Data is showing efforts to curb heroin and opioid-related deaths are working in Revere. In 2015 there were 256 calls for possible overdoses. In 2016 the number dropped to 195 calls for possible overdoses.
The Fire Department received 125 calls where Narcan was used in 2016. Sixty-seven of those calls involved a person who was unconscious, and there were four times where the person could have been dead. Meanwhile, the department dealt with 151 calls in 2015 where they used Narcan.
However, while this appears to be an improvement, 2017 seems to be starting off on a rough start. In the first week of February, there were 14 opioid overdoses in Revere, and two unconfirmed opioid overdose fatalities. This increase is reportedly linked to the use of heroin contaminated with the drug fentanyl.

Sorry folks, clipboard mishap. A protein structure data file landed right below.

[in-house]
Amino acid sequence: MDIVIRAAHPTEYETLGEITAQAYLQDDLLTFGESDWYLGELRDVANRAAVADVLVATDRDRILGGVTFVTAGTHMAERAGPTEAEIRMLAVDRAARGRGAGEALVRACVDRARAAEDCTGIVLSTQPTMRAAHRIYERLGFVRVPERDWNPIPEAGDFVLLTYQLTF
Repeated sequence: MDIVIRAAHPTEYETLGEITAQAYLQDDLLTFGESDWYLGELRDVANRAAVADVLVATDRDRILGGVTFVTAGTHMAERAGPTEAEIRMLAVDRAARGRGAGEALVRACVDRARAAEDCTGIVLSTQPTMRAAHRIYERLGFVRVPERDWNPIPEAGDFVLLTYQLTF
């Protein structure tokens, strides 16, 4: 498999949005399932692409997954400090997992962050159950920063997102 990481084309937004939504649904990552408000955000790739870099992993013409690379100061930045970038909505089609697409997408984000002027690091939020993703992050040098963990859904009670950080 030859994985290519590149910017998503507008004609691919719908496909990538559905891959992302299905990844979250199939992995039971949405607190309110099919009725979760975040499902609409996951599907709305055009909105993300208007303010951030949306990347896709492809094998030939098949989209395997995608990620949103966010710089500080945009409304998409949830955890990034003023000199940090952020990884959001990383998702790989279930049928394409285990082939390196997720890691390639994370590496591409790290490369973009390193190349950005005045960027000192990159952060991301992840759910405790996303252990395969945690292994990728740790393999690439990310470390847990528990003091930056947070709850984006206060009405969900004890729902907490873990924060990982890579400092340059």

Mayor Brian Arrigo said tackling the issue is one his biggest priorities– citing the new Substance Use Disorder Initiatives (SUDI) office to reduce the impact of opioid addiction on Revere families. “Initial reports show that overdose calls went down 24% in 2016. That’s a good start, but not good enough. The SUD office takes a data-driven approach and works with our police and fire departments, city staff and medical professionals, knocking on the doors of each and every person we can identify that may need help battling addiction,” Arrigo said during his State of the City address Monday night at City Hall.
The SUDI Office Drop-In Center is open every Tuesday evening from 5-8 p.m. at 437 Revere St. – where people can seek support from professionals. Residents can also get Narcan at CVS, Rite Aid and Walgreen’s.
Arrigo said this year he will be launching a pilot program for middle schoolers to teach them the dangers of prescription drugs.
“With so much promise in Revere’s future, we cannot allow the opioid crisis to fall off our radar. It will remain a top priority for me and my administration. I am committed to these data-driven approaches to improving the lives of all Revere residents,” he said.